December 10, 2010
Blogger Vansh Muttreja (Class of 2012 B.S.E. Electrical and Computer Engineering and B.S. Economics) updates us on his research:
Over the past three months I have been working on some very interesting projects as part of Duke SyNRG (Systems Networking Research Group) which is led by Dr. Romit Roy Choudhury, Nortel Networks assistant professor of electrical and computer engineering.
The goal of our research is to bridge the gap between physical and virtual interfaces, and to make collaboration much easier and intuitive. A lot of times we notice that the screen size of our desktop or our phone is not feasible when we need to work on multiple applications. Thus, it is much more convenient to project the data on the wall using a projector, or in our case, using palm-sized pico-projectors.
Pico-projectors are proliferating rapidly and by next year we expect to see phones with built-in projectors. Imagine the possibilities!
We've come up with two novel applications for pico- projectors. The first is called Virtual White Board, which enables multiple users to remotely and simultaneously edit white boards in real time. Everyone using their respective physical white boards becomes part of a network. Now these users, wherever they may be located, can write and draw on their white boards using a color marker in their natural way, and the information is simultaneously projected on all the boards in our virtual network. Here is a screenshot of a remote tic-tac-toe game being played by two users on boards in different physical locations.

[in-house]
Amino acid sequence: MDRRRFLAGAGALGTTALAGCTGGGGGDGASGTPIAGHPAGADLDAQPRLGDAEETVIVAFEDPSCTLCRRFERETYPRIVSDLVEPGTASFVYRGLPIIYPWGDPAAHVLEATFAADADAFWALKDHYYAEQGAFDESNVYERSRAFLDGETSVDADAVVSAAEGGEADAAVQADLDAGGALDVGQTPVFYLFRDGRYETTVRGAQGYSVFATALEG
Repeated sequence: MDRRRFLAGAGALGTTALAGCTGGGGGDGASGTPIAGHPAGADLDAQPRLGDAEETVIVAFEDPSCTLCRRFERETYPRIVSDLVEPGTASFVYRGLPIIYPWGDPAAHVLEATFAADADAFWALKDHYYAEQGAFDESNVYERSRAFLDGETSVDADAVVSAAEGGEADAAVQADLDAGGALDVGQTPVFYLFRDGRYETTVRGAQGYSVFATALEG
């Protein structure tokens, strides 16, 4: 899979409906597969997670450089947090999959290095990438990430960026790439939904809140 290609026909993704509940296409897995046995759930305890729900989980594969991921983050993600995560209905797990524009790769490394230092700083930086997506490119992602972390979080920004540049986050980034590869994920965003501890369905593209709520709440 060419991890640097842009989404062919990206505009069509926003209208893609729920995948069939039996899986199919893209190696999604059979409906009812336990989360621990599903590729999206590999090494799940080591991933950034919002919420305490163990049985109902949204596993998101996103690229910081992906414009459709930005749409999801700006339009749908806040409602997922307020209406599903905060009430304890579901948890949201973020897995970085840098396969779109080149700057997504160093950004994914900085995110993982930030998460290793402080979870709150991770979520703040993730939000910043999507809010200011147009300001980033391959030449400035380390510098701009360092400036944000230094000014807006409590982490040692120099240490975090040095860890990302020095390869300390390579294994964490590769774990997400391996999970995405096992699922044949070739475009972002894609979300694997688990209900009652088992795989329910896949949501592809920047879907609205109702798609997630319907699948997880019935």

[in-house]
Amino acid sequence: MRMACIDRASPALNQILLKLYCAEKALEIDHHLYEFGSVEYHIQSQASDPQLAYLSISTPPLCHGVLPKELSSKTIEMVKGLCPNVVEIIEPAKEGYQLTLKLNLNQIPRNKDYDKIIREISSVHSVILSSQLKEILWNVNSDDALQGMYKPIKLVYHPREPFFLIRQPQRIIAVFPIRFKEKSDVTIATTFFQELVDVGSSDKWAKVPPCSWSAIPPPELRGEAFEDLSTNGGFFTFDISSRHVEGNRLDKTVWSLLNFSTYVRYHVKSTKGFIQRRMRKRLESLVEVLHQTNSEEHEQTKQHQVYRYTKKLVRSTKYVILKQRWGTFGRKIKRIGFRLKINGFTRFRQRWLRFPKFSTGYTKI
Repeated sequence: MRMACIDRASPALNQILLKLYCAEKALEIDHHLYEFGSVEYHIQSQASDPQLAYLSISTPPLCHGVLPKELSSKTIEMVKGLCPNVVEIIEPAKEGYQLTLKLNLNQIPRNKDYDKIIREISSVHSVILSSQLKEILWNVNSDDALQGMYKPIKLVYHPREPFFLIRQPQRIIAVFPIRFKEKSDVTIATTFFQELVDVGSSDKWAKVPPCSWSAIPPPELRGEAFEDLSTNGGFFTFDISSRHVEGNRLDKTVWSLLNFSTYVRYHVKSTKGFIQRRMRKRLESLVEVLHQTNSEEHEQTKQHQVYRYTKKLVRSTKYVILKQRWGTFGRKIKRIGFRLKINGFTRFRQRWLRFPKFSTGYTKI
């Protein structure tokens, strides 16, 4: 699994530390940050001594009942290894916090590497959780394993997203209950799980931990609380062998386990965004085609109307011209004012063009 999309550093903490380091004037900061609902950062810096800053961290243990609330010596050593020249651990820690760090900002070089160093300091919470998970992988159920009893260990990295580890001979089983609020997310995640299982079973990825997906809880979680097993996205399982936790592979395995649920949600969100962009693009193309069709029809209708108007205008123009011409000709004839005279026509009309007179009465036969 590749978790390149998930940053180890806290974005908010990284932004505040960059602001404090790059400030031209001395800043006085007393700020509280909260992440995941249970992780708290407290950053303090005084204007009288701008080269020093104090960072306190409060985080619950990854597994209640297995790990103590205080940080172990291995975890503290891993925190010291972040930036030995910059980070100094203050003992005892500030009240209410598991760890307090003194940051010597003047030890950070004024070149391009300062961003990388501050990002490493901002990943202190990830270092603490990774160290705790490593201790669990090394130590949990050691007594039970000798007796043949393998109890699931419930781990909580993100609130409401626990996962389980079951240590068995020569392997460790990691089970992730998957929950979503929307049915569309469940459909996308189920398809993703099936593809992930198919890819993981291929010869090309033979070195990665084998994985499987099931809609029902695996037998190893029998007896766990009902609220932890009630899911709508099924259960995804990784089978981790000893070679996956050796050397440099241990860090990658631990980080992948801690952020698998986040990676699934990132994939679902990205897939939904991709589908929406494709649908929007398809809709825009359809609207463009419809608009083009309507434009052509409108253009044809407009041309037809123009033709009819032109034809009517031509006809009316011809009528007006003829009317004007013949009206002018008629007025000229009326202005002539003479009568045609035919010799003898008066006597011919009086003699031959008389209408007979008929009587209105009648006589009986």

The second program we developed is called Smart Transfer. Some jobs like design projects and architectural techniques require the user to work on a bigger screen. We wanted to enable the user to directly interact with the projection screen. So we implemented a system in which a person can use a laser pointer as a point-and-click device and directly work on the projection screen. The laser pointer is now effectively a mouse for the projected screen.
The final aim was to make collaboration and file transfer between devices more instinctive. So we came up with a design in which a user can simply use the laser pointer to select a file he wishes to transfer, and perform an intuitive ‘flicking’ gesture towards the device he wants to transfer the file to. For example, imagine there is one computer to the left of our parent screen, and one computer to the right. A simple selection of file and flicking gesture to the right will initiate file transfer to the computer on the right and to the left if the flick is directed towards the left. This is especially advantageous for transferring standalone objects such as images within a document. So multiple people collaborating on a word document can intuitively and easily share charts, images, text etc. present within their document.
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